Drywall is a common component in modern homes used to create a flat facade between rooms. As its name implies, drywall needs to stay dry as moisture results in warping and rot. If drywall gets wet, replacement is often necessary. Since it is not load-bearing, removing and installing new drywall will not threaten the integrity of your home.
A splash of water from a glass won't typically destroy drywall. The same can be true of a small leak if it's caught soon enough. When this happens, immediately stop the flow of water, and proceed to dry the drywall with towels. Place a fan nearby, and direct the airflow across the affected region. If you're prompt, you can dry it out before it gets permanently damaged. In the process, it might become discolored, though you can remedy this with white paint. If it begins to sag or warp, you're better off cutting the affected region from your wall and installing a new sheet of drywall.
If the drywall is exposed to a large amount of water over an extended period, it will become irreparably ruined. A steady leak or flood damage are common examples. Even after it dries, the drywall will not return to its original shape. Instead it will be clearly warped and discolored. Applying firm pressure will cause it to crumble into a dense, chalky powder. Remove the drywall promptly, dry the surroundings and then install a new sheet. Moisture-damaged drywall is not simply an eyesore, but it's also a health hazard.
With a little bit of water, drywall can become an ideal environment for mold. Even after drying it out, if mold has taken root, it will persist. In mild cases, the mold will cause discoloration and an unpleasant smell. In extreme cases, such as with black mold, it can negatively affect the health of those nearby. Symptoms include red and irritated eyes, sneezing, headaches and a host of respiratory problems. If drywall shows signs of mold infestation, remove it immediately.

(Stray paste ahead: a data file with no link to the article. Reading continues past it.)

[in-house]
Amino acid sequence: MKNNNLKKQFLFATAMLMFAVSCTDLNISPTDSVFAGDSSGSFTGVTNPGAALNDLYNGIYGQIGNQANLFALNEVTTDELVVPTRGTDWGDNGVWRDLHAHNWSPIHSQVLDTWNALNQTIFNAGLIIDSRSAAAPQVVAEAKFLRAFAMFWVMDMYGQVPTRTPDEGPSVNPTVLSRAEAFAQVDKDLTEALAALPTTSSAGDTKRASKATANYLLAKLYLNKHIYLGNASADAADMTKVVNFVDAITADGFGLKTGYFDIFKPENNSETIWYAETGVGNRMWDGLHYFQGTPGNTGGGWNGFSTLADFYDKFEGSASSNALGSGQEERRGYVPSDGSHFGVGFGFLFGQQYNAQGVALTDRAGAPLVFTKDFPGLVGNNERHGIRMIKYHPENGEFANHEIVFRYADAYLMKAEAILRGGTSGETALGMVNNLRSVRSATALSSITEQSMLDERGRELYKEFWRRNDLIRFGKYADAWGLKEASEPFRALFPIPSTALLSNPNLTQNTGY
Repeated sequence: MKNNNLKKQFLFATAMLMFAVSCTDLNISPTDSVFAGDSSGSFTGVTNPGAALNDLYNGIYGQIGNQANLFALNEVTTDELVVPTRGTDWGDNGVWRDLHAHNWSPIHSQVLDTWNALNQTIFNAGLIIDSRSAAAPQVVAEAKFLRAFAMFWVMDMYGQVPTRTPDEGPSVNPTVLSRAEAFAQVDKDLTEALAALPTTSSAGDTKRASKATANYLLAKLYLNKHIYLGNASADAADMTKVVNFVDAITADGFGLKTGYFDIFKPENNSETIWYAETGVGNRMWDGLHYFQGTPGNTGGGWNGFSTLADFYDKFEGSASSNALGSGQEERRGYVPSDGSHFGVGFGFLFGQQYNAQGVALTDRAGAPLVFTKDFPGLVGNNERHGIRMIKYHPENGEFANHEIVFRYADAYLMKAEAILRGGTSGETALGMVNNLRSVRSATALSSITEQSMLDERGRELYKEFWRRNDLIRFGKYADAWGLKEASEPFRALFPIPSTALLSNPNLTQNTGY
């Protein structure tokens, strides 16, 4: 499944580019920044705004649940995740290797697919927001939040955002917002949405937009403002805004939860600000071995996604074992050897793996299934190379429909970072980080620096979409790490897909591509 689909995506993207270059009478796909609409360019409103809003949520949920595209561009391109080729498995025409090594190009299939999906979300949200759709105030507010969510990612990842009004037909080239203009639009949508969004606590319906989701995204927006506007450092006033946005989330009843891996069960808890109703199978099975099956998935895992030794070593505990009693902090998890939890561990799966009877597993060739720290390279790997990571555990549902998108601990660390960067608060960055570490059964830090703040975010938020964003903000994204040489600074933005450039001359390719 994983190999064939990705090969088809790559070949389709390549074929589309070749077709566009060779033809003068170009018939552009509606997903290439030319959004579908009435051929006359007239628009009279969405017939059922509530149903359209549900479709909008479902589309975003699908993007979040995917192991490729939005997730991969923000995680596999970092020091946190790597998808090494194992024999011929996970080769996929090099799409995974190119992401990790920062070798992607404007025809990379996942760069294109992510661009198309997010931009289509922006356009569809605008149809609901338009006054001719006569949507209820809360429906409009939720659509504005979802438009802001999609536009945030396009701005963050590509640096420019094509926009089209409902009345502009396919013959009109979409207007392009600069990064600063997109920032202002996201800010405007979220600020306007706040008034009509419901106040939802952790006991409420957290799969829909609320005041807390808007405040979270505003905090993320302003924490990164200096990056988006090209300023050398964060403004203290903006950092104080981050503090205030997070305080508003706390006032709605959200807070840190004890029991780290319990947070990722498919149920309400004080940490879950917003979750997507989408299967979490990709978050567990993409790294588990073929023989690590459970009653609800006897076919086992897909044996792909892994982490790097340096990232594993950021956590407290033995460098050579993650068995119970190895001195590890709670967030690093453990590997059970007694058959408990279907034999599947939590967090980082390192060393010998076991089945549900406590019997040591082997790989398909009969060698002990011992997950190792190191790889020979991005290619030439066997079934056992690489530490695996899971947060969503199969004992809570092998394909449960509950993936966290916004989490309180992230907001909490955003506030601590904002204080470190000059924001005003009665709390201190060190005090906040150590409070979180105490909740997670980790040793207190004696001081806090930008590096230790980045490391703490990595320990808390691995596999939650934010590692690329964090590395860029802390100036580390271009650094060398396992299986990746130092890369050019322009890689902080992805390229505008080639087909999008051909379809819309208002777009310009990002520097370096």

Some manufacturers treat their drywall with a water-resistant coating. These sheets of drywall are readily identified by their green coloration. Although they are not truly waterproof, they do provide additional protection. They're ideal for bathrooms, especially near showers and bathtubs. They cannot hold up against long-term water damage, though, and they're as susceptible to floods and leaks as typical drywall.
Timothy Baron has been a freelance grant writer for over three years, working with artists and grassroots organizations throughout Austin, Texas. He graduated with honors from The University of Texas and has worked as a forester, chef, teacher, help-desk technician and pedicabber. Baron is a regular contributor to various instructional websites.